Published on 8/21/2008 by Metroland written by David King
Albany’s gun violence task force public forum sparks passionate commentary and calls for unity
With a November deadline looming to present their recommendations to Albany Mayor Jerry Jennings, the Albany Gun Violence Task Force met at the Philip Schuyler Achievement Academy on Clinton Avenue Tuesday to receive input from the public.
A consensus seemed to build among a number of public commenters that violence will solve violence. Speaker after speaker complained that, as parents, they are limited because they are quickly accused of abuse if they employ corporal punishment.
That message was just the highlight of a public-comment period that was a mix of self-promotion, performance art, finger pointing, and genuine concern that highlighted the confusion, anger, and hopelessness that surrounds the issue of gun violence in Albany.
A number of task force members were not present for the public-comment period. Around 80 people attended the forum.
The members of the community who did not focus on the usefulness of corporal punishment made some stark points.
Shawntell Mills, who works in the field of child welfare, told the audience that “child welfare is not your enemy.” Mills told the crowd that the workers who ensure that children are not being abused also make sure parents do not do drugs around the children and try to keep the children from winding up on the street.
Common Councilwoman Barbara Smith (Ward 4), who serves as the liaison between the task force and the council, told Metroland, “I know that there is a widely held belief in the black community that restrictions on corporal punishment have affected the capacity of families to establish disciplinary boundaries for their children. My perspective is that it is absolutely not necessary to rely upon physical discipline to get children on the right path.”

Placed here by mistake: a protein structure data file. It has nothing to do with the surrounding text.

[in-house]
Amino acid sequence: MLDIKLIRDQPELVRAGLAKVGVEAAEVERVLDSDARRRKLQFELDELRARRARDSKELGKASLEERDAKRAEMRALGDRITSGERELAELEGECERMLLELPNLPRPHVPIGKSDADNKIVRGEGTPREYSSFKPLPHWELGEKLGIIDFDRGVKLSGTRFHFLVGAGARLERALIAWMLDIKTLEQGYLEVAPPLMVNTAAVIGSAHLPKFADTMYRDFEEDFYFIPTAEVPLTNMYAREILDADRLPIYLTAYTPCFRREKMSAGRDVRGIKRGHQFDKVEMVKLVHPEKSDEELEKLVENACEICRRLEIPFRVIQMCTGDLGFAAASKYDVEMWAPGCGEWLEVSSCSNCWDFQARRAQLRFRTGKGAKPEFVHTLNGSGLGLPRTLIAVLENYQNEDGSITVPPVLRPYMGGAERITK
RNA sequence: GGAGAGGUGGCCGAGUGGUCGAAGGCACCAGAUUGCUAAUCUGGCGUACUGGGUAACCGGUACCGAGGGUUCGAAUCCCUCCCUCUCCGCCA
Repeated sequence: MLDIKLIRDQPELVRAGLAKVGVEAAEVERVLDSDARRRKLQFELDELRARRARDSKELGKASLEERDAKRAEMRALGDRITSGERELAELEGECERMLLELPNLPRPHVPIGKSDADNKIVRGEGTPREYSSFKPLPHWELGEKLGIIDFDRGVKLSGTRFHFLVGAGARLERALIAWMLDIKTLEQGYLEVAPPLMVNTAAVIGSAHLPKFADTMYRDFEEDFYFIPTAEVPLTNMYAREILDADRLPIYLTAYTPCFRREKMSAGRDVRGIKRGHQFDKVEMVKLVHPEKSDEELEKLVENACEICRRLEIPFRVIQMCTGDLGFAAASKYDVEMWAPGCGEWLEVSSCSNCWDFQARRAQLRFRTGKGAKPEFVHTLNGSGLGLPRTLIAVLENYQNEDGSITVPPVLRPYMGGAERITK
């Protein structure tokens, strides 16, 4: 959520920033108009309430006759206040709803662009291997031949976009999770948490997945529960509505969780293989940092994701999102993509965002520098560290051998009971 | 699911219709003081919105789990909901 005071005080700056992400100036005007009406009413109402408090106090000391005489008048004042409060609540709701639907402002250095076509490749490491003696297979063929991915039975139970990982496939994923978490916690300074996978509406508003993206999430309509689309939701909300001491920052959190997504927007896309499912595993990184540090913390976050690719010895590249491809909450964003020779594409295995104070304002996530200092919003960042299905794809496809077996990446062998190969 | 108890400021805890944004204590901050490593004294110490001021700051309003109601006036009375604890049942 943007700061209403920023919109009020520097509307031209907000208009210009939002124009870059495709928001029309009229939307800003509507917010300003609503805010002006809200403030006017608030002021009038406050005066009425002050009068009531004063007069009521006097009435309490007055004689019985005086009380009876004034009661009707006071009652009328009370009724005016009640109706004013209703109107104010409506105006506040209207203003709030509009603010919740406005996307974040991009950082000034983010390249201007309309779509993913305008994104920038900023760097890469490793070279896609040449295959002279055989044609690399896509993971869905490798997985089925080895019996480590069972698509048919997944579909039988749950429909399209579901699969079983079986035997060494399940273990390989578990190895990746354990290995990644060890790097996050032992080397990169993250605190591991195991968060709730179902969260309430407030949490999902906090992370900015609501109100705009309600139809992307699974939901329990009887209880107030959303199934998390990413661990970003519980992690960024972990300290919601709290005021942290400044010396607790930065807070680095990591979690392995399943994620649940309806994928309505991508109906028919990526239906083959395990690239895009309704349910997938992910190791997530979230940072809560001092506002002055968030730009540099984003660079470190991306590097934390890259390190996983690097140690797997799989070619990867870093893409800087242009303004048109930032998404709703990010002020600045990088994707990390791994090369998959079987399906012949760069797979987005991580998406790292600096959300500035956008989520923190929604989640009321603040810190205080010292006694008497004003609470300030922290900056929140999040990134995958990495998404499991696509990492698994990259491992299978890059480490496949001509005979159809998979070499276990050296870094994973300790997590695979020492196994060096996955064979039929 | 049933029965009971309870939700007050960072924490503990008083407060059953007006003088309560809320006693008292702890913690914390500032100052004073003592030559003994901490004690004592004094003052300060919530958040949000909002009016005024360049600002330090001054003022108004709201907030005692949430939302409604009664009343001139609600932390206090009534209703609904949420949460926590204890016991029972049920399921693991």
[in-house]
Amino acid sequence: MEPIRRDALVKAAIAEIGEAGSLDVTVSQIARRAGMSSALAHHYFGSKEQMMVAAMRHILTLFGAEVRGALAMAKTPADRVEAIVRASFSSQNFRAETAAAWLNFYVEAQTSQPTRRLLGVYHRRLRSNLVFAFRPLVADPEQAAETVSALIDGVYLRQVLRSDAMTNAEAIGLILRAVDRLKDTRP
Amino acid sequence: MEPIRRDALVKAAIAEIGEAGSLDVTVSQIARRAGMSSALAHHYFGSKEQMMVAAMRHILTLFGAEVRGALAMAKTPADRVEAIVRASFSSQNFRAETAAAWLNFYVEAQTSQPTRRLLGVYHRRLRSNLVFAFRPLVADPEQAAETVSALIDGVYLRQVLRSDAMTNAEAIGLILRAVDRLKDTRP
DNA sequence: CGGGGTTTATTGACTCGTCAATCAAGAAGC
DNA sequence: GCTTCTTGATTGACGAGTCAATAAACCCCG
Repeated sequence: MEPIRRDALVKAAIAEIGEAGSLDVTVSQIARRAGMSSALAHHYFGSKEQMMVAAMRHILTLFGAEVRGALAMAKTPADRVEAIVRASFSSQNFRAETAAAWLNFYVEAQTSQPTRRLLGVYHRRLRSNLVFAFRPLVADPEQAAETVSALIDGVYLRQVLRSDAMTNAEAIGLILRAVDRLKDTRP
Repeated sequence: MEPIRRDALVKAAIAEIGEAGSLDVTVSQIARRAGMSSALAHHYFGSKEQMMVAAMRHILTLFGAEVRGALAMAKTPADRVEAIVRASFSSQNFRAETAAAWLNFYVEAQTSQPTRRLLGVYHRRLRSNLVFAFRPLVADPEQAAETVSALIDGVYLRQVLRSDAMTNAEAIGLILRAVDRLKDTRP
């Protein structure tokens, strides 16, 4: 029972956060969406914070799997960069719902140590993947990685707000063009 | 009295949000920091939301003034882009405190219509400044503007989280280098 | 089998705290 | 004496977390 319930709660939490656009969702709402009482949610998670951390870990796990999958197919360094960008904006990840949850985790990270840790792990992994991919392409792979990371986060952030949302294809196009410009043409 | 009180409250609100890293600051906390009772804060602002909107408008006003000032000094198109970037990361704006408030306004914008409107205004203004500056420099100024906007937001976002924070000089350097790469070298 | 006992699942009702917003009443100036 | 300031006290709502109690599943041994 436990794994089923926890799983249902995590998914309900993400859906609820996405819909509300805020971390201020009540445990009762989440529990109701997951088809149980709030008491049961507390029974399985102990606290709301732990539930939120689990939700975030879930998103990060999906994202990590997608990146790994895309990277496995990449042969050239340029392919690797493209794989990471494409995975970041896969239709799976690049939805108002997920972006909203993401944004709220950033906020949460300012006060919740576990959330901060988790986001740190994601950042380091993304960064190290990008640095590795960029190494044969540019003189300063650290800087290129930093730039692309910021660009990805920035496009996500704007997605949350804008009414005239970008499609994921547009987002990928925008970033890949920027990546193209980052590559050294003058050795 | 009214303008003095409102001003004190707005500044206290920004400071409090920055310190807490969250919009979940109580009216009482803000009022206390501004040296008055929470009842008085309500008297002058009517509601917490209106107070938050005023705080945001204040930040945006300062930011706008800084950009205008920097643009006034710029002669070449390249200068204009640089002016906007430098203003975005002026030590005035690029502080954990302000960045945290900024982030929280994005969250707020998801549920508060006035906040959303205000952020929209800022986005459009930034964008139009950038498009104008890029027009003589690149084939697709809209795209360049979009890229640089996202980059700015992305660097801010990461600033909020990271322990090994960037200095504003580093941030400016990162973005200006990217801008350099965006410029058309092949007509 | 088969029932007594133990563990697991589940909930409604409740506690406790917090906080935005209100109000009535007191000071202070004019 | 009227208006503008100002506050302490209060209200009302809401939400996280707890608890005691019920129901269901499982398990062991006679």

Yusuf Burgess and Ron “Cook” Barrett, who run youth activities in the city designed to keep children out of gangs, seemed almost lost in a sea of discontentment spilling from the rest of the commenters. Barrett clearly was exasperated that so many people have found the time to speak out about the issue, but do not come out and volunteer to help at his programs. He called them “spectators” and challenged instead of “writing editorials” that people volunteer.
Another speaker, who said he worked with Barrett, said the meeting should be called “getting funny with the money” because he felt spending money on gun-buyback programs is a waste. He said real gang members would not turn in their weapons and that programs like Barrett’s who help give kids a place to go need more funding. He then told the crowd that he needed to be paid to “volunteer” his time.
Burgess commented that he found it troubling that a representative from the school district was not on the task force. He added that Albany children are left to their own devices after school gets out.
Albany Common Council President Shawn Morris agreed with Burgess and called the lack of a school board member on the task force an “oversight” on the part of the council. Morris also pointed out that she and other members of the council and the community are working with a technical-assistance grant from the National League of Cities to compile a functioning list of after-school and off-time activities that currently exist in Albany, and to make those activities more available.
Smith said that although community members and task-force members all have separate ideas about how to approach Albany’s gun-violence problem, she is confident that the task force will present a coherent and thorough recommendation to the mayor. And with only six task-force meetings left, it has yet to be decided if there will be another public forum.
If Smith gets her way there would be plenty of chance for the public to speak on the issue in the future. “One thing I hope will come out of the final report;” said Smith, “is that there will be an ongoing entity. A city-sponsored entity that continues to focus on the ongoing issue of gun violence. I think there should be an exploration of making it regional.”
Albany Common Councilman Dominick Calsolaro (Ward 1), who originally championed the idea of a gun- violence task force, said that he has been approached by some members of the task force who inquired about extending the time they had to make a recommendation. “I think if they feel they need some more time, I wouldn’t mind extending it,” said Calsolaro. “Hopefully they can finish the task by November, but I don’t think the task force should be permanent. However, I did ask that one of the recommendations be that we create a regional gun-violence task force.”